Traces | MoMA R&D Salon 43 | MoMA LIVE

Traces considers the markings, echoes, or remnants that record the fleeting existence of an event, thing, or person. In most cases, the traces we value are those that can be verified and validated, and thereby formally documented within established systems of legitimization. With recent advances in artificial intelligence especially, what was previously considered to be evidence can no longer evade our rightful caution and suspicion. A photograph, for example, cannot automatically be assumed to be a factual and objective documentation of a live event—and now neither can a voice recording, video, or signature. Under this crisis of truth, we must reevaluate and reconsider what traces we can trust and what knowledge we can depend on.

Some of the questions we will ask: What can previously overlooked traces tell us about past people, places, things, and events? What new forms of knowledge can be produced by paying attention to those traces that we previously looked past? How must we rethink the representation we trust to hold truth in the current age of falsification? What new literacies must we develop to become more attuned to the latent yet unseen traces around us? Does every object, event, or person leave a trace? How can we learn to see the unseen? Can knowledge about the traces left behind be more impactful than knowledge about the thing itself? How can we become more aware of the traces we leave behind, whether they are social, emotional, environmental, ecological, etc?

The evening will commence with a brief introduction by Paola Antonelli, followed by equally brief presentations by – here in alphabetical order:

Crystal Z Campbell: is a multidisciplinary artist, experimental filmmaker, and writer of African American, Filipino, and Chinese descent. Campbell engages with material, archival, and sonic traces of the witness through film/video, live performance, installation, sound, painting and texts.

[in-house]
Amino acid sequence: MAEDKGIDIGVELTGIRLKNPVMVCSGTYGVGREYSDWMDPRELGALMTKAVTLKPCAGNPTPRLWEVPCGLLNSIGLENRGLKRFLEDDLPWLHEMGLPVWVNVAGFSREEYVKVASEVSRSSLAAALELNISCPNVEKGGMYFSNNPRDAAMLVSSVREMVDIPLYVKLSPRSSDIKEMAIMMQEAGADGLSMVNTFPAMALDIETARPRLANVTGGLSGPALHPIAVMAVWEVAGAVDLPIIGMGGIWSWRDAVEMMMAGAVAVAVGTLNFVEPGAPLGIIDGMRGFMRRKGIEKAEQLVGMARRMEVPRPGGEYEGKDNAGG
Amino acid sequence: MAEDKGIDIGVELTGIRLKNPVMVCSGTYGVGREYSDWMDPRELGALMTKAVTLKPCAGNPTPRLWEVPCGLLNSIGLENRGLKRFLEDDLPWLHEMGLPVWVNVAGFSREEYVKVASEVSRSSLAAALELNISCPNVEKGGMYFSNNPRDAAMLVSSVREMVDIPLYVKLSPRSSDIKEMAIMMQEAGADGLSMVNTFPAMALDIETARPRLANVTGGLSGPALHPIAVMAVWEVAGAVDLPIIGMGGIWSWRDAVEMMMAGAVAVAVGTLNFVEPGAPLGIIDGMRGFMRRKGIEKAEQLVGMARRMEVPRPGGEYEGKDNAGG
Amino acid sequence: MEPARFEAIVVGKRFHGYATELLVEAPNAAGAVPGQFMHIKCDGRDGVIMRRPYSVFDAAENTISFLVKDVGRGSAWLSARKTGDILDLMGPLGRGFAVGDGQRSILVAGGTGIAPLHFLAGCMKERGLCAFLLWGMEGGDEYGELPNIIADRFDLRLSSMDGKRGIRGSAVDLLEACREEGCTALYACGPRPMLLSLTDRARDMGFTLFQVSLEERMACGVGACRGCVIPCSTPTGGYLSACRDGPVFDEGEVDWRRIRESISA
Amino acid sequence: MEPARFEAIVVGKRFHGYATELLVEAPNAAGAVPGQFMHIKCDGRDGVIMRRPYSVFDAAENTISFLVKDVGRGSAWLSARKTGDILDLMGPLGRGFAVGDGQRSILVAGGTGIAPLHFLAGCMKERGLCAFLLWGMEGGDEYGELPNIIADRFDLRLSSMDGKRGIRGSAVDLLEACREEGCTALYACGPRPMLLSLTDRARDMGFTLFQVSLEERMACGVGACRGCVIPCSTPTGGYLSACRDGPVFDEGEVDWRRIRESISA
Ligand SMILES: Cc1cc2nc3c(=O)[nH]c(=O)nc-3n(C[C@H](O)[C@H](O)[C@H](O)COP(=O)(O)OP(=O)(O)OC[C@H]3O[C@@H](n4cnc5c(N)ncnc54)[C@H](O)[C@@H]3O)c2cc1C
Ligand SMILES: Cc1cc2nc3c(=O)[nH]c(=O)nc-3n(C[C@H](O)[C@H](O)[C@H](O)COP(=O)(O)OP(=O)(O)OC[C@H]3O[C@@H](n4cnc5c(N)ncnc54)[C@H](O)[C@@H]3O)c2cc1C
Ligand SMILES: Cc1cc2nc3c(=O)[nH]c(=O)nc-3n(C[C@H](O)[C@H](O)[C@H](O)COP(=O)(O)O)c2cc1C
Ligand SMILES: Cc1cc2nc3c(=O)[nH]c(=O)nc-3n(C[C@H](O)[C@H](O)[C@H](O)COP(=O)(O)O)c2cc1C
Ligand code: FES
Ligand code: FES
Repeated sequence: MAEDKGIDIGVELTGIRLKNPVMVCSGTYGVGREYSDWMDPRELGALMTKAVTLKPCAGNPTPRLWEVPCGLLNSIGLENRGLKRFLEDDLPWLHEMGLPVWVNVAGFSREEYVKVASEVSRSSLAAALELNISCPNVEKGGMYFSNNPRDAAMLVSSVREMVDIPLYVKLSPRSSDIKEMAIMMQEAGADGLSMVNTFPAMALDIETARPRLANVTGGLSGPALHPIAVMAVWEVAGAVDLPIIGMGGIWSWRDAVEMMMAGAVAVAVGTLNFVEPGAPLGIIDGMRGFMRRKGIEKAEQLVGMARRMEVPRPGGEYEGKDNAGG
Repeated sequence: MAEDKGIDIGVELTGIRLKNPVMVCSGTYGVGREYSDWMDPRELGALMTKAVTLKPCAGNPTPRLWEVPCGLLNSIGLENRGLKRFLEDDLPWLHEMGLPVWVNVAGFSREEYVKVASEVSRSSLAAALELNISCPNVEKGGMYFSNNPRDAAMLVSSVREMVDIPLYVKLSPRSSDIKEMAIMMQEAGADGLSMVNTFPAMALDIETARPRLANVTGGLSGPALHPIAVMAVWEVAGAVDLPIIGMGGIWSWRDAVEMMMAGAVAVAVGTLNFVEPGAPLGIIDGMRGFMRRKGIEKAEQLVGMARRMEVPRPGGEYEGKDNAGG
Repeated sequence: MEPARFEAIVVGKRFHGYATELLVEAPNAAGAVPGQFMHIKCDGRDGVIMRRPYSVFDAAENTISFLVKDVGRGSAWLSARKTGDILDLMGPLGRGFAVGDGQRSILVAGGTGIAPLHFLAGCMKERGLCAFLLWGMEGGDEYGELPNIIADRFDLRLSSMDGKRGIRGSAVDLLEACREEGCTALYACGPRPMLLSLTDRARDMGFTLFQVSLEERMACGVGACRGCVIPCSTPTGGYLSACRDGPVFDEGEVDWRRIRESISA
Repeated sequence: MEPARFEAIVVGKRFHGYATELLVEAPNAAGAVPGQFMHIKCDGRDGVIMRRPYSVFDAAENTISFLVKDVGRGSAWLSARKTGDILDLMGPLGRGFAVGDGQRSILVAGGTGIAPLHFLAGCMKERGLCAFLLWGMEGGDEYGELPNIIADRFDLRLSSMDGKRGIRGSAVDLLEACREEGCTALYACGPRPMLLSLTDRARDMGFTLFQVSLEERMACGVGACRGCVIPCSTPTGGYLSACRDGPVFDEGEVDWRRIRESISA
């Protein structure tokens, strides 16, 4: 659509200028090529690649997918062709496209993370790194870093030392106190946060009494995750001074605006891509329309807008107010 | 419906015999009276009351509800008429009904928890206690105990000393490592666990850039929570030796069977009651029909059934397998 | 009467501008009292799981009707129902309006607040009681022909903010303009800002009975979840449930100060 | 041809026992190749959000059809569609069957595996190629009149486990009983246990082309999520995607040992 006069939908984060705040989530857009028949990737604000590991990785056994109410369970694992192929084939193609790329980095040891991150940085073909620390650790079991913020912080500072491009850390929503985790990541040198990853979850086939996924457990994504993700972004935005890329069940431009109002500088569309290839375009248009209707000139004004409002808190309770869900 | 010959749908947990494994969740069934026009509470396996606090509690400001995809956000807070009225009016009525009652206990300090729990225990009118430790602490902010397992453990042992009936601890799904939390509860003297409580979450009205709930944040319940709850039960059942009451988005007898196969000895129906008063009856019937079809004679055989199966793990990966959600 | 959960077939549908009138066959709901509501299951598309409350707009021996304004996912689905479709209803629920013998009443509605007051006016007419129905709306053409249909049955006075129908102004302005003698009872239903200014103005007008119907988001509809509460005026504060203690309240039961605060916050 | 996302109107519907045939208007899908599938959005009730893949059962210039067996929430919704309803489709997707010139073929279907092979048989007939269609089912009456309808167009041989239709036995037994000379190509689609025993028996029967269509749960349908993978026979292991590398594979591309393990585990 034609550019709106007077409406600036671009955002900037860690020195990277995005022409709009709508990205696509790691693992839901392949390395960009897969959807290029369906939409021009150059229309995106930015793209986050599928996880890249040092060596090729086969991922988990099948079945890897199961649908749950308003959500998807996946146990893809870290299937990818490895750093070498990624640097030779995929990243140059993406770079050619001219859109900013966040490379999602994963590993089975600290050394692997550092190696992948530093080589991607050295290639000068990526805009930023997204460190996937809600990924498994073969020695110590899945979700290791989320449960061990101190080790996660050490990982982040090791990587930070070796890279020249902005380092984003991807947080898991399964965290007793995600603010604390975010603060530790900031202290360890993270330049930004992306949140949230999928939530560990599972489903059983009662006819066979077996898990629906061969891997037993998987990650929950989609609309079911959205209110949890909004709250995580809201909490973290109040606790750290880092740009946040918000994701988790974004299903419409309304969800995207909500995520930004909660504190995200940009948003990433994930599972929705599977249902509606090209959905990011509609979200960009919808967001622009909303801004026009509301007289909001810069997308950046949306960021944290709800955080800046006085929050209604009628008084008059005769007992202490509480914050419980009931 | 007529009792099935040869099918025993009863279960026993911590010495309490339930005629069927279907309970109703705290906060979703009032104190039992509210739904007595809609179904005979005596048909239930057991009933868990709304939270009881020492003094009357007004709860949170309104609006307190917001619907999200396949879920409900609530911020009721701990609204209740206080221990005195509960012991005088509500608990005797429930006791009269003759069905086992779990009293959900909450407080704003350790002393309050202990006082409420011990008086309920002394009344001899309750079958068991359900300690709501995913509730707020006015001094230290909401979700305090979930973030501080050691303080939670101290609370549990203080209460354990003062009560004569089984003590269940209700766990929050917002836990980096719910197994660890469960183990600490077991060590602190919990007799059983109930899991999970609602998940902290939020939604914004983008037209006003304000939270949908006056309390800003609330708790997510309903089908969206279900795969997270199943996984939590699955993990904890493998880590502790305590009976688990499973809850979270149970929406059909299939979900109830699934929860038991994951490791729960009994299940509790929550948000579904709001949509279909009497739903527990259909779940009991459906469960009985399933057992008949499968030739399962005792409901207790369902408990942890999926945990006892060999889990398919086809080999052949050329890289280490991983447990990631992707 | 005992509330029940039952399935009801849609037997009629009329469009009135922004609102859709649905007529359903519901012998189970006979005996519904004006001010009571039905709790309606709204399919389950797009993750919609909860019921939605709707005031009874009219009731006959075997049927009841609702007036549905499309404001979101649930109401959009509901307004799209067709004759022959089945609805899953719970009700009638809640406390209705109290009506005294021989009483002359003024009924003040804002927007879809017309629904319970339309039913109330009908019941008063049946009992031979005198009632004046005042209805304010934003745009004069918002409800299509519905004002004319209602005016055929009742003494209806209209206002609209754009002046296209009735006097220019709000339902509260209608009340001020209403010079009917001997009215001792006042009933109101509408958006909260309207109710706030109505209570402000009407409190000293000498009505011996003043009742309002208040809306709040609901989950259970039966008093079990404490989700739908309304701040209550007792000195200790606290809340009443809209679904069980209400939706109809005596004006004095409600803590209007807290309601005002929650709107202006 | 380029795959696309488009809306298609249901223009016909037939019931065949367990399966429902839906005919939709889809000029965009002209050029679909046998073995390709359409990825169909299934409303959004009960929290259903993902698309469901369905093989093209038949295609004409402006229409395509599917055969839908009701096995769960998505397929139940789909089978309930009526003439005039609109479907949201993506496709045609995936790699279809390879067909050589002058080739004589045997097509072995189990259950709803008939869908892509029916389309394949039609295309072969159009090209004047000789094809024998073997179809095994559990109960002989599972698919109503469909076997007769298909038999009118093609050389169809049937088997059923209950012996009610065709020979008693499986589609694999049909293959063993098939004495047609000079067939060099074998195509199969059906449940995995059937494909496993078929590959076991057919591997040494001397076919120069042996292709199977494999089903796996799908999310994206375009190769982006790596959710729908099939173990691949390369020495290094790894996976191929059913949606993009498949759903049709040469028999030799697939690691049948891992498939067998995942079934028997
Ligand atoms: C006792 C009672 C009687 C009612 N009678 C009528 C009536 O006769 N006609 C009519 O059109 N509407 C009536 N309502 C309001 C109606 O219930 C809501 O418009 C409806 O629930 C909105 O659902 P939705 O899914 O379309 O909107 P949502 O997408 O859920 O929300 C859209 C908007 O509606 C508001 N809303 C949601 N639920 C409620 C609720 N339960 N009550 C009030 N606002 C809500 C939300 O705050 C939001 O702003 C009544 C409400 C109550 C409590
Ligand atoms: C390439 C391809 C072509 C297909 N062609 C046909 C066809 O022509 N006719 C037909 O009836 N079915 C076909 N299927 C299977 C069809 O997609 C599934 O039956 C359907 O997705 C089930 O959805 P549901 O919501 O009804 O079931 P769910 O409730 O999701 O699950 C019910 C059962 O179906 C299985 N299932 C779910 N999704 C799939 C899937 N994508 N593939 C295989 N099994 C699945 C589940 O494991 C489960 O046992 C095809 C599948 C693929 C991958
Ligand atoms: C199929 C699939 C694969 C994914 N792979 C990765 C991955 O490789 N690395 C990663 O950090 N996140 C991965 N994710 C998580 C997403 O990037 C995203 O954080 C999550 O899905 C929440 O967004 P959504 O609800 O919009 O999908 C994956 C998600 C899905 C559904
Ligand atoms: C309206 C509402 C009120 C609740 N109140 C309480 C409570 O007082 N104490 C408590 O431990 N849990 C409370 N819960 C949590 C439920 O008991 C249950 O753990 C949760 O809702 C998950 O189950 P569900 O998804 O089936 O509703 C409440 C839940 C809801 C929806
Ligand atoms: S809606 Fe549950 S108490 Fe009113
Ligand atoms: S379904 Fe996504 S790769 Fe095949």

Sarah Johnson: is a biologist, geochemist, astronomer and planetary scientist whose research is driven by the underlying goal of understanding the presence and preservation of biosignatures within planetary environments.

Susan Meiselas: is a documentary photographer and the President of the Magnum Foundation whose work constantly considers the challenging relationship between photographer and subject, and the relationship of images to memory and history.

Jorge Otero-Pailos: is the Director and Professor of Historic Preservation at Columbia University’s Graduate School of Architecture, Planning, and Preservation, and an architect, artist, and theorist specializing in experimental forms of preservation employing the material residues of our modernity to render their invisible meanings visible.

Christiaan Triebert: is a journalist with The New York Times’ Visual Investigations team, which combines traditional reporting with digital sleuthing and open source methods. He was a senior investigator and lead trainer at the investigative group Bellingcat and worked throughout Africa, Asia, Europe and Latin America.

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The presentations will be accompanied by the screening of a series of short videos cut specifically for Salon 43 by: Katja Heitmann, Stefan Helmreich, Jorge Otero-Pailos, Lawrence Abu Hamdan, Dragan Espenschied, Christina Varvia, and Susan Schuppli.

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The comments and opinions expressed in this video are those of the speakers alone, and do not represent the views of The Museum of Modern Art, its personnel, or any artist.

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